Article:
In Kentucky, it is most likely that you and your spouse will share joint custody. It is normal for the courts to give legal custody to both parents in this state, and sole custody orders are highly unusual.
There are a few reasons why the court may order sole custody, such as if one parent has a drug or alcohol problem or if they cannot be found and have abandoned their family. In other cases, it’s typical to see parents share legal custody and decision-making roles in their children’s lives.
Residential custody matters are different
While legal custody is normally given to both parents, residential custody matters are a little more difficult. Residential custody refers to physical custody and often cannot be divided equally. Sharing custody is normal, but the court may agree with a custody schedule that is not equal. There are factors to consider, such as:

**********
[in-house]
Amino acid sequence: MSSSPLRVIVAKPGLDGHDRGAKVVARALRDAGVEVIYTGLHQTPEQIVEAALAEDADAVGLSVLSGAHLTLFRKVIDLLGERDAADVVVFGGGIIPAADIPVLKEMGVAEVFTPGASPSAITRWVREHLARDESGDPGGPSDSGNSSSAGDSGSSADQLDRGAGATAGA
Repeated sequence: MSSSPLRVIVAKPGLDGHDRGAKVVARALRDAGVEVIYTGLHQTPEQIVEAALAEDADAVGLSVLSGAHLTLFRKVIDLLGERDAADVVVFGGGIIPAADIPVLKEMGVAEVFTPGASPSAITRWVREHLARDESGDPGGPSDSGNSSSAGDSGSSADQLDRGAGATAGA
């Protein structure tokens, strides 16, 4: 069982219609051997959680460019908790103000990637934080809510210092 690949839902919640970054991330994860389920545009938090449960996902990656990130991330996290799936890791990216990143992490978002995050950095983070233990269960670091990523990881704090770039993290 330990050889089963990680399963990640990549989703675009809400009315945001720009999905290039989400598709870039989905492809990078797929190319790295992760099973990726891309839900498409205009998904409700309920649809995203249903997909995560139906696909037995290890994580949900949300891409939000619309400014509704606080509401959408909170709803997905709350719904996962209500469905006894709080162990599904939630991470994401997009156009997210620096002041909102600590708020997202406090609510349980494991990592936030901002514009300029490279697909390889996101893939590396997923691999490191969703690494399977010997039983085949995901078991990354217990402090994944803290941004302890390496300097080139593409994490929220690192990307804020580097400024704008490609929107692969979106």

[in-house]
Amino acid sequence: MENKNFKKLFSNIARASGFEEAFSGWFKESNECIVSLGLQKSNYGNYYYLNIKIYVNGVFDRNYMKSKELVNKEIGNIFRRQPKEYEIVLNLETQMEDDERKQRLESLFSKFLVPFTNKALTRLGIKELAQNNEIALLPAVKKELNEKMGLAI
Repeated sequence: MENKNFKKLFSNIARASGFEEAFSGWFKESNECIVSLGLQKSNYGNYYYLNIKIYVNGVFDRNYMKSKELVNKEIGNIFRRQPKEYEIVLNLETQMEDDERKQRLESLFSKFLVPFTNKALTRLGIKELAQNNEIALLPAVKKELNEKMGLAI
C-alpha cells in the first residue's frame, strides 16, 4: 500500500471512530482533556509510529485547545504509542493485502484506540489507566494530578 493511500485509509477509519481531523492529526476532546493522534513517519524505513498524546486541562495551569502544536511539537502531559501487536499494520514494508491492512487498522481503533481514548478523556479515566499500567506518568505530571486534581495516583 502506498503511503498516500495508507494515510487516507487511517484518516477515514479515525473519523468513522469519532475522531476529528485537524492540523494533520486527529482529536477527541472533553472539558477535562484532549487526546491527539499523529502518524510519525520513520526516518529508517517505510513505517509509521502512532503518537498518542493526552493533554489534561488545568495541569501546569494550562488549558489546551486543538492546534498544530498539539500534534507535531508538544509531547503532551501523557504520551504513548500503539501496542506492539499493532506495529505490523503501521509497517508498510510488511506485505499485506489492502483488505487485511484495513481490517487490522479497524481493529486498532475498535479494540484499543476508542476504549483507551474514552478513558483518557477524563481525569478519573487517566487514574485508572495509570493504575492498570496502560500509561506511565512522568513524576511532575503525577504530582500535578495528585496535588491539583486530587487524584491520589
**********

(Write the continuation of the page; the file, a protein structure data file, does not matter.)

- The age of your children
- If a child is a boy or girl
- How much you or the other parent work
- The relationship you or the other parent has with your children
- The impact that moving in with one parent over the other would have on the children’s schooling, community or general home life
If you would prefer to have residential custody, then you need to show why you should have primary custody. You may want to provide evidence of preparing your home for your children, being close to their school and activities or taking other action to make time to be a primary caretaker to them. The courts no longer favor mothers, but if you are concerned, you can take additional steps to protect your rights and build a strong case for custody.